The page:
Thanks to the Learys, Rod Thompson and Virginia Long for photos of the Leary Field and Forest land.

In early Spring 2017, MMRG began a new land conservation project, working with Bob and Debbie Leary who own a farm along Hornetown Road, a rural section of Farmington. The Learys look forward to conserving 60+ acres of field and forest, forever, to honor the three generations of family who have farmed, sugared and forested this land on the Farmington Ridge. Bob Leary’s passion for this land was passed down from his father who had once said that he hoped that the farm would continue to grow crops forever. Bob and Debbie Leary are not strangers to land conservation as they worked previously with the Natural Resource Conservation Service (NRCS) to put the adjoining 73 acres into the Wetlands Reserve Program (WRP) easement in 2010.

MMRG’s new Conservation Plan and resources maps show multiple high conservation values along the Farmington Ridge. Much of the land, including the Leary parcel, boasts the highest quality agricultural soils in New Hampshire and even nation-wide, which is especially important since farmland to the south continues to be developed. This land also supports a valuable oak-pine forest that, when left undeveloped, protects local drinking water resources, the Cocheco River watershed and wildlife habitat. The Nature Conservancy’s 2016 Climate Change Resiliency studies rate the Farmington Ridge as above average for protection against storm-caused flooding and preservation of wildlife corridors that provide safe passage for native animals to migrate from threats like disease and habitat alterations. These documented wildlife conservation values do not surprise the Learys, but simply confirm decades of their sightings of unique species like the bobolink and native brook trout.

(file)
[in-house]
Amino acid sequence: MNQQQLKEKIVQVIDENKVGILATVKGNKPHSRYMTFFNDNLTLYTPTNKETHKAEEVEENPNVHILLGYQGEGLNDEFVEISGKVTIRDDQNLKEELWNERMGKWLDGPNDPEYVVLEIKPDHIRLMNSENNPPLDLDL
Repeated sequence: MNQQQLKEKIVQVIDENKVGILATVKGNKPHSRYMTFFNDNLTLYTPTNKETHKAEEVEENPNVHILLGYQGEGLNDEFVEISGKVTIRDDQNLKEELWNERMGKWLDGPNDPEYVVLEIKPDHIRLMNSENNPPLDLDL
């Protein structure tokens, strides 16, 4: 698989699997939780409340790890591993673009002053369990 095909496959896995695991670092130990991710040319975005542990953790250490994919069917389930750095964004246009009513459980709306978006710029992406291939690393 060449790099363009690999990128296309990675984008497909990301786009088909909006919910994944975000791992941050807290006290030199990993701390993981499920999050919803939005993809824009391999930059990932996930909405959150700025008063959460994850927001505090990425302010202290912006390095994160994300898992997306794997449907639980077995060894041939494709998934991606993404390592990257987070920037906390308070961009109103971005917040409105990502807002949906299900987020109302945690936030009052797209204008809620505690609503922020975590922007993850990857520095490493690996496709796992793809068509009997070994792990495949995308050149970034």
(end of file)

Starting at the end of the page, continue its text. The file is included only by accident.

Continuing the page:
The Leary property contributes to an evolving greenway of nearly 1,000 acres extending from the Farmington and New Durham ridges, and south to Strafford and Barnstead. Neighbor Rod Thompson, who has conserved his 190 acres and his neighbor Victor Piekarski, of WidowMaker Farm applaud the Leary’s decision to conserve their land and extend the greenway. Conservationists value greenways that provide corridors for wildlife to migrate from threats and disperse genetic code, which increases the species’ resiliency. Greenways can also provide trails for recreation. On the Leary parcel, over two miles of trails wrap around the hay fields to hilltops with stupendous views of 7 peaks and as far as the seacoast. The trails also extend into the shaded forest area of the existing WRP easement that is etched with tributaries and quaint bridges crossing sections of the Clay Pit Brook. While the primary purpose of the trails is for farm and forest management, they also provide for delightful hikes. The Learys encourage trail use for those who are respectful of the land and will use it lightly for hiking, snowshoeing, birding or photography.

MMRG has submitted several grant applications for partial funding of the Leary Field & Forest easement and recently received approval for a NRCS grant. The Farmington Conservation Commission has pledged a generous donation towards completing the project and will hold an executory Leary Field & Forest up) interest in the easement. Please consider a donation to help match the grants to conserve Leary Field & Forest in Farmington. For more information, contact Patti at (603) 473-2020.